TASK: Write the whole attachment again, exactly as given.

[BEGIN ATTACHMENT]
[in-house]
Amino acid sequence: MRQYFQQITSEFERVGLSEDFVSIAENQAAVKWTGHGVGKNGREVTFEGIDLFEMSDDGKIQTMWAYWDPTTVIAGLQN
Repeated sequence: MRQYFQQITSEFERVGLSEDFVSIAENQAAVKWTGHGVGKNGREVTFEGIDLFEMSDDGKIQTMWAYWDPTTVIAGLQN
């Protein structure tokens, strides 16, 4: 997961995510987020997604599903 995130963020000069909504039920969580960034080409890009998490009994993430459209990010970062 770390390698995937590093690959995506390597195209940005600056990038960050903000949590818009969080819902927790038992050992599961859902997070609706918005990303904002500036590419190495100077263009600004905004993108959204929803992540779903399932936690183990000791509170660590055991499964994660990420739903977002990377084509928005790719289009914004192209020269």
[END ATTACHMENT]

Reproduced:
[in-house]
Amino acid sequence: MRQYFQQITSEFERVGLSEDFVSIAENQAAVKWTGHGVGKNGREVTFEGIDLFEMSDDGKIQTMWAYWDPTTVIAGLQN
Repeated sequence: MRQYFQQITSEFERVGLSEDFVSIAENQAAVKWTGHGVGKNGREVTFEGIDLFEMSDDGKIQTMWAYWDPTTVIAGLQN
């Protein structure tokens, strides 16, 4: 997961995510987020997604599903 995130963020000069909504039920969580960034080409890009998490009994993430459209990010970062 770390390698995937590093690959995506390597195209940005600056990038960050903000949590818009969080819902927790038992050992599961859902997070609706918005990303904002500036590419190495100077263009600004905004993108959204929803992540779903399932936690183990000791509170660590055991499964994660990420739903977002990377084509928005790719289009914004192209020269």